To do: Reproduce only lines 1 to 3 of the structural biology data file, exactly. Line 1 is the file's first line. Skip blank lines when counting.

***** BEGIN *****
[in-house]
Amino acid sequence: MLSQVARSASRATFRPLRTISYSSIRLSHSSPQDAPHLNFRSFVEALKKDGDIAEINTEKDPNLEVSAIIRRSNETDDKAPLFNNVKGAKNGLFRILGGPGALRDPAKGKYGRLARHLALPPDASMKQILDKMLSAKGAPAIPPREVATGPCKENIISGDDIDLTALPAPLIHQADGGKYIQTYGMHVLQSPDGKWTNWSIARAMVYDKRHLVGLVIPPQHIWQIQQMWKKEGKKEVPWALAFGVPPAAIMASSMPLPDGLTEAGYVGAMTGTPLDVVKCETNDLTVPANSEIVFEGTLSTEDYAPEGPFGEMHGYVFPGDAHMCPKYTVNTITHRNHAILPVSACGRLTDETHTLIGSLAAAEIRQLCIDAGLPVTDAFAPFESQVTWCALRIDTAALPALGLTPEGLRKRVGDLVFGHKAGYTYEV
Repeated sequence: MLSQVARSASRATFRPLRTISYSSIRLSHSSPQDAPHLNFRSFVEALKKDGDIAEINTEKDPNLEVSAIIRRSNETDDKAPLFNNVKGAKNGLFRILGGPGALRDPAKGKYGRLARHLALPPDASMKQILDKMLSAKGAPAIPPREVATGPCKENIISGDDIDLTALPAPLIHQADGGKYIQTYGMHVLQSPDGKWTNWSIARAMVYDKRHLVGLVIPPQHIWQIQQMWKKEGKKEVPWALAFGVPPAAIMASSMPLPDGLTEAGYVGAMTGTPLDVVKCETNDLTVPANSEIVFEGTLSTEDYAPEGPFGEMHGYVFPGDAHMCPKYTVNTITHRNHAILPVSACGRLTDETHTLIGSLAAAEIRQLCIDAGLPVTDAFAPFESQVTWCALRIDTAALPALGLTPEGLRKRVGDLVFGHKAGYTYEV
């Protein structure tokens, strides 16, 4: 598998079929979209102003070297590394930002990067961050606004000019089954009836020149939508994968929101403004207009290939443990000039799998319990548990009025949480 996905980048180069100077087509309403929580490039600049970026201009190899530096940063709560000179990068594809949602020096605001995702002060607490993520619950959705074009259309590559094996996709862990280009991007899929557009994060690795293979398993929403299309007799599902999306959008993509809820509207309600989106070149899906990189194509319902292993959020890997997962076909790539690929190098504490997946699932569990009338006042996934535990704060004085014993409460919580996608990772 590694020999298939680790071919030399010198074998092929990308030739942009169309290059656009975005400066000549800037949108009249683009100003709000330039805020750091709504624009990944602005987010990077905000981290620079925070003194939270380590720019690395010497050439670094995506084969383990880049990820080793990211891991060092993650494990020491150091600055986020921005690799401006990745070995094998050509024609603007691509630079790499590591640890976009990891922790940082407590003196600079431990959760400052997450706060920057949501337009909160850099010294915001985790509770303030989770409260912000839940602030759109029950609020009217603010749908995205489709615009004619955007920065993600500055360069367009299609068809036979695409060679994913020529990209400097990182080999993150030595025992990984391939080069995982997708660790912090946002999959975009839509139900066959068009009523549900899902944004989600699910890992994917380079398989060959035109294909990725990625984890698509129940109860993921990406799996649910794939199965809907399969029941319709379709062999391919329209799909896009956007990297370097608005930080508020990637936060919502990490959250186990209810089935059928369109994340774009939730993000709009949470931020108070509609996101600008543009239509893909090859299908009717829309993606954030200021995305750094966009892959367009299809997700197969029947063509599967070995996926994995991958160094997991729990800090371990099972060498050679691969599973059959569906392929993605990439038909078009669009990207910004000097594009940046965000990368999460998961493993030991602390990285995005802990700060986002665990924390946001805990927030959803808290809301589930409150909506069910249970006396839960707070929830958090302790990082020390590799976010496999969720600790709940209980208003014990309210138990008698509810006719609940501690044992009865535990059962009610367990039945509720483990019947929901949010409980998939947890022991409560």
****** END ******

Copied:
[in-house]
Amino acid sequence: MLSQVARSASRATFRPLRTISYSSIRLSHSSPQDAPHLNFRSFVEALKKDGDIAEINTEKDPNLEVSAIIRRSNETDDKAPLFNNVKGAKNGLFRILGGPGALRDPAKGKYGRLARHLALPPDASMKQILDKMLSAKGAPAIPPREVATGPCKENIISGDDIDLTALPAPLIHQADGGKYIQTYGMHVLQSPDGKWTNWSIARAMVYDKRHLVGLVIPPQHIWQIQQMWKKEGKKEVPWALAFGVPPAAIMASSMPLPDGLTEAGYVGAMTGTPLDVVKCETNDLTVPANSEIVFEGTLSTEDYAPEGPFGEMHGYVFPGDAHMCPKYTVNTITHRNHAILPVSACGRLTDETHTLIGSLAAAEIRQLCIDAGLPVTDAFAPFESQVTWCALRIDTAALPALGLTPEGLRKRVGDLVFGHKAGYTYEV
Repeated sequence: MLSQVARSASRATFRPLRTISYSSIRLSHSSPQDAPHLNFRSFVEALKKDGDIAEINTEKDPNLEVSAIIRRSNETDDKAPLFNNVKGAKNGLFRILGGPGALRDPAKGKYGRLARHLALPPDASMKQILDKMLSAKGAPAIPPREVATGPCKENIISGDDIDLTALPAPLIHQADGGKYIQTYGMHVLQSPDGKWTNWSIARAMVYDKRHLVGLVIPPQHIWQIQQMWKKEGKKEVPWALAFGVPPAAIMASSMPLPDGLTEAGYVGAMTGTPLDVVKCETNDLTVPANSEIVFEGTLSTEDYAPEGPFGEMHGYVFPGDAHMCPKYTVNTITHRNHAILPVSACGRLTDETHTLIGSLAAAEIRQLCIDAGLPVTDAFAPFESQVTWCALRIDTAALPALGLTPEGLRKRVGDLVFGHKAGYTYEV